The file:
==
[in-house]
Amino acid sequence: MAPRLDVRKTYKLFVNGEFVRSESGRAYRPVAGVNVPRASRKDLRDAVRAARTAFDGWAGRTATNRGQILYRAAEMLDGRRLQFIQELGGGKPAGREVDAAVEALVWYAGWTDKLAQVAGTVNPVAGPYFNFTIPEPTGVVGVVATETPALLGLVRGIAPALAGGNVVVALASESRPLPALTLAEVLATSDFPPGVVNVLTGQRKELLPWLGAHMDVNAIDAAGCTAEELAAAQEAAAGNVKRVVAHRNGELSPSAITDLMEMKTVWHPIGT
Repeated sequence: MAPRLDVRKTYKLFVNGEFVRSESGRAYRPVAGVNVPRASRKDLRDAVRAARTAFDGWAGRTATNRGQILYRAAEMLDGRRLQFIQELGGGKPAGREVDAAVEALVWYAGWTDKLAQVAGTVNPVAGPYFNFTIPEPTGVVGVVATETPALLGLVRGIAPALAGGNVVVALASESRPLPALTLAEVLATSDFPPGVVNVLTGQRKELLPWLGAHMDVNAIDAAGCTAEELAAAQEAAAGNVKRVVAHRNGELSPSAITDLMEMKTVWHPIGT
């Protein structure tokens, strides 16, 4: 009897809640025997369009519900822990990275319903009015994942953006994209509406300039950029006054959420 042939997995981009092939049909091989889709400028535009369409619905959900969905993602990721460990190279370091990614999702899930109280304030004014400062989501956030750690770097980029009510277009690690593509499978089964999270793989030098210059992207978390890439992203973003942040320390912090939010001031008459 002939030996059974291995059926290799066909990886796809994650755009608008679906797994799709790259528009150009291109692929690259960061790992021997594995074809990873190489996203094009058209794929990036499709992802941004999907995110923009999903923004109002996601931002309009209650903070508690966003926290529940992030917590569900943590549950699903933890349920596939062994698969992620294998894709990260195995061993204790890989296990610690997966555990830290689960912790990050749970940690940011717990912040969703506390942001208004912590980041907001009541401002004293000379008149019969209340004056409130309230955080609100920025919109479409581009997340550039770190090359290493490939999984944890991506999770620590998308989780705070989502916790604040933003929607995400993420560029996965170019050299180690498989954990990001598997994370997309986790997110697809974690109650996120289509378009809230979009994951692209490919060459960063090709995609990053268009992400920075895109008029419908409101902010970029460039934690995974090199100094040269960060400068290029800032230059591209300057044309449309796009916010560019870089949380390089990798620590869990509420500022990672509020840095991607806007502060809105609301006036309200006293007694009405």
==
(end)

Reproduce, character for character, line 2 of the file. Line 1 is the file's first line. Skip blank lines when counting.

Amino acid sequence: MAPRLDVRKTYKLFVNGEFVRSESGRAYRPVAGVNVPRASRKDLRDAVRAARTAFDGWAGRTATNRGQILYRAAEMLDGRRLQFIQELGGGKPAGREVDAAVEALVWYAGWTDKLAQVAGTVNPVAGPYFNFTIPEPTGVVGVVATETPALLGLVRGIAPALAGGNVVVALASESRPLPALTLAEVLATSDFPPGVVNVLTGQRKELLPWLGAHMDVNAIDAAGCTAEELAAAQEAAAGNVKRVVAHRNGELSPSAITDLMEMKTVWHPIGT